OK, I’m going to go brew up a big pot, and then we’ll get started. If you ever get a chance go sniff the air around the Folgers Coffee plant in KCMO while they’re roasting coffee. The only that smells better is riding a motorcycle, or driving an open car past a brewery while they’re brewing beer. Those are some of the good smells in life.

Speaking of smells, should I do a stain resistance test on the Infiniti seats by spilling Souvlaki sauce from the Mad Greek in Baker, CA? It’ll be on my way to Pahrump, to pickup a small-block Chevy motor, and throw it in the trunk. Dang it Skip, you said you drained the oil out of that motor. OK, no problem. Procedure #3812S, stain removal from an Infiniti trunk mat, adjacent carpet, and check for conspicuous absence of drain holes. Can you soda-blast carpet to get it clean, we’re gonna find out. (Mad Greek Baker, CA. Skip’s ’36 Plymouth behind my ’05 GMC)

I’ve been using this air-compressor to run a bead-blasting cabinet since it was new. The most voracious consumer of compressed-air amongst pneumatic tools is media blasting. So that means you have to make sure your air-compressor is up to the task, or you’re going to blow it up. Blowup means either you’ll burnout the electric motor, or cook the air pump because the air-compressor is undersized, or it hasn’t been properly maintained. If the air-compressor you have doesn’t meet the minimum output requirements specified by the blaster you intend to use get ready for some aggravation. The V-Twin direct-drive air-compressor shown here I’ve owned since 1983. I attribute achieving 30-years of trouble free performance to proper maintenance… most of the time.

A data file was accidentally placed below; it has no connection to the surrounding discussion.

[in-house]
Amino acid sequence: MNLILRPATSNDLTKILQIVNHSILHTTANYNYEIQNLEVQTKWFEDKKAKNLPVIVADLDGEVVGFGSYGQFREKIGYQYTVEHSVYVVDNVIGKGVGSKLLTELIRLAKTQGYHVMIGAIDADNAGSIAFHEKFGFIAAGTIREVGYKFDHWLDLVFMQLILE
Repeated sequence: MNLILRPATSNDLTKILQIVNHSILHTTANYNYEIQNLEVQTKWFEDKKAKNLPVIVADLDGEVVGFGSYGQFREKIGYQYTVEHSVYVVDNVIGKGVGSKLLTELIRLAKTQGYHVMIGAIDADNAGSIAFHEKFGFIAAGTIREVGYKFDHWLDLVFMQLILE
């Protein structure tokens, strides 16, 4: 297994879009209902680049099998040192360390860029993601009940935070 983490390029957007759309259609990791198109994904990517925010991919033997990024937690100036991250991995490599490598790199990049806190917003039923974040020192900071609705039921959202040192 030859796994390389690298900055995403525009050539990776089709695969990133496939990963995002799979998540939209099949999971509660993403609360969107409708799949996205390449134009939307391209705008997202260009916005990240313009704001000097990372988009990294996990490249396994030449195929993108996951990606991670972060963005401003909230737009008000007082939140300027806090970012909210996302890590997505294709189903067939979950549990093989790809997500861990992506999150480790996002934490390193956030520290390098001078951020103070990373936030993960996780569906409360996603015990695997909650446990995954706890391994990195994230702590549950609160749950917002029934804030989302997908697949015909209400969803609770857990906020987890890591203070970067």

Its not a good idea to put just any lubircating oil into the sump of an air-compressor pump. Back before the age of Internet searches I figured Mobil 1 10W-30W synthetic would work fine as a lubricating oil. I always kept clean oil within the Red Bullseye, and things worked great. In preparation for the Street Rodder article, and my recent acquisition of the Eastwood Master-Blaster I knew I was going to push things to the limit. I found the oil specifications for Campbell Hausfeld compressors online, and was pleased to discover that either Mobil 1, or Royal Purple was recommended by Campbell Hausfeld. Automotive oils that are not synthetic are not recommended. Royal Purple advertises its products reduce operating temperatures, so I dug out my Craftsman digital thermometer to see if I could prove, or disprove its claim. This photo shows the cylinder head at room temperature.